Bob Iger Regains Disney CEO Responsibilities Amid Coronavirus Chaos

Bob Iger Disney
Bob Iger was looking forward to handing off the reins of being Disney’s CEO to Bob Chapek, sticking around for two more years to help oversee the transition. But now, with the Coronavirus interfering with all levels of business, Iger has returned to a full-time job to keep the company in stable hands in a very troubling time for the entertainment industry, while Chapek continues operating as the CEO on an official level.

 

In a new piece from The New York Times, it’s explained that Iger is going back to a CEO-level position after initially planning to spend the remainder of his contract with Disney in a creative position. That’s not to state that Chapek has been demoted, since he is still keeping his new position, but Iger is taking a more active role in the company that’s being hit pretty badly in the midst of a global crisis. While Disney often rules the box office, their key source of income is their various theme parks (Chapek’s area of expertise), which have all shut down for the time being.

 

As Disney bleeds money, they have furloughed several employees with the intent of hiring them back to major positions once things are back to normal, making sure that those out of work will still receive health benefits. Disney’s top brass have agreed to take pay cuts so that the employees that they haven’t temporarily dismissed can still bring paychecks home. At this time, it isn’t clear how long Iger will remain at the steering wheel.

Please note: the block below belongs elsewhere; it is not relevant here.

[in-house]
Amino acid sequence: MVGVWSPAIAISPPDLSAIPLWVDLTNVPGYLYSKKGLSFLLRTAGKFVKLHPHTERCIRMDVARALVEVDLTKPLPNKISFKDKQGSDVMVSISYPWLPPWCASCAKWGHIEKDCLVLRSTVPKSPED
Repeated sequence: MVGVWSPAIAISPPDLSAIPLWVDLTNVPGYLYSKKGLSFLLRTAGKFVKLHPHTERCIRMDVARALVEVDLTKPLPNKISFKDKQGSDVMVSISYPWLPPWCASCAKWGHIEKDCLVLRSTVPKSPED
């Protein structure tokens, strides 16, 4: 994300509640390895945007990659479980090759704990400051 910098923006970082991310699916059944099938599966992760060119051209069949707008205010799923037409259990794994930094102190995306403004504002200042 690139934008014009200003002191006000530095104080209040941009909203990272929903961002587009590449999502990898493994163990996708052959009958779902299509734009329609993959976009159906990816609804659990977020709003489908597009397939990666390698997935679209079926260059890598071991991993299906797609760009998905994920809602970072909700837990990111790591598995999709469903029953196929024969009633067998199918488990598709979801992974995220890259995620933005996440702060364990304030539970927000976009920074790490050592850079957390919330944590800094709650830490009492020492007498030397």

In all likelihood, Disney is a strong enough company that they ought to weather the storm. This move is nonetheless pretty smooth, since Iger managed to vastly grow Disney as a company in his tenure as CEO, and Chapek was unfortunately saddled with a really bad hand when first taking over. With any luck, Iger should be able to hand Chapek full reigns of the company once this pandemic has been solved, and Disney will hopefully emerge stronger from this ordeal.

 

At this time, all of Disney’s active film and television productions have been postponed, although pre-production and post-production work is still being completed remotely.